The Future of Work is the Freedom to Collaborate
Recent history has changed the way we work and both business leaders and the workforce seem to agree that there is no going back. Their prediction is that hybrid working will become the most pervasive form of work (36%), closely followed by office working (34%) and then fully remote working (29%).
For business leaders, the forced rapid change to remote working during the pandemic has opened their eyes to the opportunities.
 Source: Wikibon
 Source: ISC2
For employees, the freedom to choose how they work has also become important with 87% saying remote working was an important aspect of their future employment. And it’s not all about money. More time flexibility and being able to choose where they work were the top reasons for wanting more flexibility.
And the place that people most wanted to relocate for work? Well, Europe came out top of the list at 29%.
 Source: Buffer; Nomad List
 Source(s): CapRelo
New technology challenges
But this labour shift does not come without its challenges. Maintaining communications, innovation and company culture are the increased challenges facing companies with a distributed workforce and these can only be overcome by finding new ways for people to collaborate.
Business leaders have already recognised this, with 80% saying that digital workspaces (including collaboration tools) will be essential to their future success and that is being backed-up by investment. In the area of Unified Communications, increased spending on video meeting and collaboration apps is at the top of the investment list, with more than 50% of business leaders saying they are focusing on these areas.
But increased spending does not always create the worker freedom to collaborate that business leaders hope for. In the area of video meetings, for example, workers still face challenges. 58% report technical issues, and 28% complain of too many meetings or video meeting fatigue and finding it more difficult to read people on the calls.
 Source: Global changes in UCaaS related IT spending 2021, Statista.
 Global challenges experienced in video meetings 2021.
Next generation collaboration
So, how do we ensure that hybrid workers have the right technology solutions available to collaborate with freedom? Taking video calls, as an example, it’s about making the technology intuitive to use and the experience as natural as possible.
Panasonic PressIT360 is a next generation of camera speakerphone designed to take the pain out of hybrid meetings – especially for those attending remotely. It breaks the mould with horizontal 360-degree video to feel like a real meeting where everyone can be seen easily. You select the best camera layout from a variety of video views and unique facial and voice recognition technology automatically focuses on each participant as they speak and changes the layout accordingly.
To ensure every word is heard, it has a state-of-the-art speaker with background and keyboard noise suppression and seven integrated microphones with a voice recognition radius of up to 5m.
And it’s been designed to be simple and easy to use. The sleek and lightweight tower design means the device can be quickly moved from meeting room to meeting room. Just connect to a laptop with a USB Type-C cable and start the meeting with no time wasted setting-up.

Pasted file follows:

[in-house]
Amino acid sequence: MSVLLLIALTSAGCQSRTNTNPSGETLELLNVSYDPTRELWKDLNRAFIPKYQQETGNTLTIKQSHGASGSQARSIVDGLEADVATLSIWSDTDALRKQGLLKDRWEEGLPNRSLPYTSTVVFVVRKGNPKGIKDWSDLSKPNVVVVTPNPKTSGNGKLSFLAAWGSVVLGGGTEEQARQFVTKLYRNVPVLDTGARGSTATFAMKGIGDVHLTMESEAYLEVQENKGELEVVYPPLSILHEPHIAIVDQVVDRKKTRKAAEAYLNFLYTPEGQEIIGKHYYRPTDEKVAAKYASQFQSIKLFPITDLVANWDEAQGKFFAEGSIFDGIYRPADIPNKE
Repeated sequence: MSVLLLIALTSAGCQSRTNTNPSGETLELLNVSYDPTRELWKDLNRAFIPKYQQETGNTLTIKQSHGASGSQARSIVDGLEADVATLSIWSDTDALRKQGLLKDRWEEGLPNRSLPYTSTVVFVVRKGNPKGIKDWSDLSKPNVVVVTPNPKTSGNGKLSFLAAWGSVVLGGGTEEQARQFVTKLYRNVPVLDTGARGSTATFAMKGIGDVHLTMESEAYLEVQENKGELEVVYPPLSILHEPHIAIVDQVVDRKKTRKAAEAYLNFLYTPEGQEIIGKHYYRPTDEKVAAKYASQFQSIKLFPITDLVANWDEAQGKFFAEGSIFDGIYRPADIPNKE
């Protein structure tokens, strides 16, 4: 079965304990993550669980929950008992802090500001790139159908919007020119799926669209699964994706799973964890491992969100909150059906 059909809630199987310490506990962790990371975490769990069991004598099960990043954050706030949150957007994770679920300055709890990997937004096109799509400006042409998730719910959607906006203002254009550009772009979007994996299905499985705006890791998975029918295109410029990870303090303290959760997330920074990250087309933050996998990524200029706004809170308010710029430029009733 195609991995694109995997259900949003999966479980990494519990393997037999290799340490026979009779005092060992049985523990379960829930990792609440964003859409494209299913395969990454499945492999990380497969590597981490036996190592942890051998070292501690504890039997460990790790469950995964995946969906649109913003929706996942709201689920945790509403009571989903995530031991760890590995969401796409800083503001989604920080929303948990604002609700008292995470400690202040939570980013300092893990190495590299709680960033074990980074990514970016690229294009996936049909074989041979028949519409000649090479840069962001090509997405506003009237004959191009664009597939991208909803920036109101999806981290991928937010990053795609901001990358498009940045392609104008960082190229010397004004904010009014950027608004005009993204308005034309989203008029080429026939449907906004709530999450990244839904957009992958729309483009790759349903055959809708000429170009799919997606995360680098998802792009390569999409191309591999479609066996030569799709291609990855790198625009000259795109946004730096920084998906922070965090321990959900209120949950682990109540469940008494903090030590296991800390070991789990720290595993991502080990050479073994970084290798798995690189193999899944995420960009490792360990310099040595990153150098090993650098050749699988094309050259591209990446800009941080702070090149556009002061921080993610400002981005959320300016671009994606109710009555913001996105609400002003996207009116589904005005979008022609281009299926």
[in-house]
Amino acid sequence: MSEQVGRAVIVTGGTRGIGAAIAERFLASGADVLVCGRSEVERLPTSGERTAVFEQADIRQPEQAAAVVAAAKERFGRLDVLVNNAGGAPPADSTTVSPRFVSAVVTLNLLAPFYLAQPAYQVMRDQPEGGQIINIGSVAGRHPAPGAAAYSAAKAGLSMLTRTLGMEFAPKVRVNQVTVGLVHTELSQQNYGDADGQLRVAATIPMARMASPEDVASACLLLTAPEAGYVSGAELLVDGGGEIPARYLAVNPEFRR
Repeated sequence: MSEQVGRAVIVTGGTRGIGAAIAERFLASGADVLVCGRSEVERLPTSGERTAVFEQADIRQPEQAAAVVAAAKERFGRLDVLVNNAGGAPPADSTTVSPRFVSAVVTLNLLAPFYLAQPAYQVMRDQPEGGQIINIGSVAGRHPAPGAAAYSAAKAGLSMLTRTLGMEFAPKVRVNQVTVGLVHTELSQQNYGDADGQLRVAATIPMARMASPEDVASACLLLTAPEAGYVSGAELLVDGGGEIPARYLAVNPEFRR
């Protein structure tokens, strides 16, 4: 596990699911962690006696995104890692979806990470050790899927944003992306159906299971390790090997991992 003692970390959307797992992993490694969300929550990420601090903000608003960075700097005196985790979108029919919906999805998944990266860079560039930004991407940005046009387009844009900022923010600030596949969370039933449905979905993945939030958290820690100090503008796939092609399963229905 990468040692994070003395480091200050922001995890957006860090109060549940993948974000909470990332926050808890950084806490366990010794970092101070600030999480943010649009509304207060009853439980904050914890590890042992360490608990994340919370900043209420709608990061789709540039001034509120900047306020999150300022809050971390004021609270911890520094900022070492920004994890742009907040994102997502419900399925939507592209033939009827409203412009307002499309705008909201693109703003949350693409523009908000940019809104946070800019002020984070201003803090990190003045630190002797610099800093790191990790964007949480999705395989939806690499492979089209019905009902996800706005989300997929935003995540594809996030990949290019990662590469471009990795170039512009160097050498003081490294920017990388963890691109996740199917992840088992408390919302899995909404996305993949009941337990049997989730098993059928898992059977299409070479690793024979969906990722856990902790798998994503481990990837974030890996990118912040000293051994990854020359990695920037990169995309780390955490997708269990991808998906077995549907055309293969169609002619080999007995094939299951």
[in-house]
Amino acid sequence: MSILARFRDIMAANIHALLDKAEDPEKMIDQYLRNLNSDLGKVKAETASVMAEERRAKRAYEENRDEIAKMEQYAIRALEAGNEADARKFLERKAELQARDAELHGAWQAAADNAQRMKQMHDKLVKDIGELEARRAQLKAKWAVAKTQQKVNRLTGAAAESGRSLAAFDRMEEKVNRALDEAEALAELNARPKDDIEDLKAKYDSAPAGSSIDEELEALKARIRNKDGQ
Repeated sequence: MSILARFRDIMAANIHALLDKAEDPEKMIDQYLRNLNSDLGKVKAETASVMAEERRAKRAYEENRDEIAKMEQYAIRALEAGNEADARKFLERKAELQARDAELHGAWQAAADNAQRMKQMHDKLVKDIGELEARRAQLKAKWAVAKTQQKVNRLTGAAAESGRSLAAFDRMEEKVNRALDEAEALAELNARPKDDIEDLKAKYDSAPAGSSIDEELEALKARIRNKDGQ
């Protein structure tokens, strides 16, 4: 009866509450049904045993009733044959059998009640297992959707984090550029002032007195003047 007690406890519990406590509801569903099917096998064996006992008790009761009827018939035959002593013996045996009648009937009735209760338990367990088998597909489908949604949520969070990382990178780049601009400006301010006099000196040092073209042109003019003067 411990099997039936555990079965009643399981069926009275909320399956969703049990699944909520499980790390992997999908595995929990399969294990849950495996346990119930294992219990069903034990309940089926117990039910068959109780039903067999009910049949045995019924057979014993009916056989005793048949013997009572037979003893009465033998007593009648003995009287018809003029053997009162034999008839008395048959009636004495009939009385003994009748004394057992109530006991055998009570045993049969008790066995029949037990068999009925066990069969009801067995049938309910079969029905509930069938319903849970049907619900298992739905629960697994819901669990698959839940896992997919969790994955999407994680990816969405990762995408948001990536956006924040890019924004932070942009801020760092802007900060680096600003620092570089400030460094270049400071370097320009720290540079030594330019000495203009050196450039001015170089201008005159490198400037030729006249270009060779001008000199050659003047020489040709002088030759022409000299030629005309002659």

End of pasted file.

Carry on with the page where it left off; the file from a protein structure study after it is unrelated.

This hybrid meeting system is just one of the new Panasonic PressIT collaboration tools designed for the future of work. The PressIT wireless presentation system is another example of liberating technology for new ways of working, with up to 32 devices able to connect and 4 people able to share at the same time, enabling collaboration at the touch of a button.
Read more insights…
Panasonic’s projectors illustrate six decades of David Hockney’s work, thoughts, and creative processes, from Los Angeles, to Yorkshire, and Normandy.
How has visual attraction design changed since Expo 2010 Shanghai, and what trends are emerging ahead of Expo 2025 Osaka? Chad Kunimoto investigates.
Mention 3D and many of us will immediately think of the pioneering 3D movies where frighteners like the shark Jaws jumped out of the cinema screen to shock the audience. These initial experiences were fun at the time but the surprise of the repetitive effect quickly grew old and was tiring on the eyes. However, 3D has not faded away, far from it. In fact, the use of 3D technology has continued to develop with more powerful media servers and resolutions continuing to improve the experience. Use of the latest 3D techniques in blockbuster movies, such as Avatar 2, look set to revive 3D at the cinema but the other major focus for modern 3D is in the area of entertainment and theme parks.
Panasonic projectors bring this global hit TV series to life with an immersive tour behind the scenes of The Seven Kingdoms and beyond.
Sorry there was an error...
The files you selected could not be downloaded as they do not exist.
You selected items.
Continue to select additional items or download selected items together as a zip file.
You selected 1 item.
Continue to select additional items or download the selected item directly.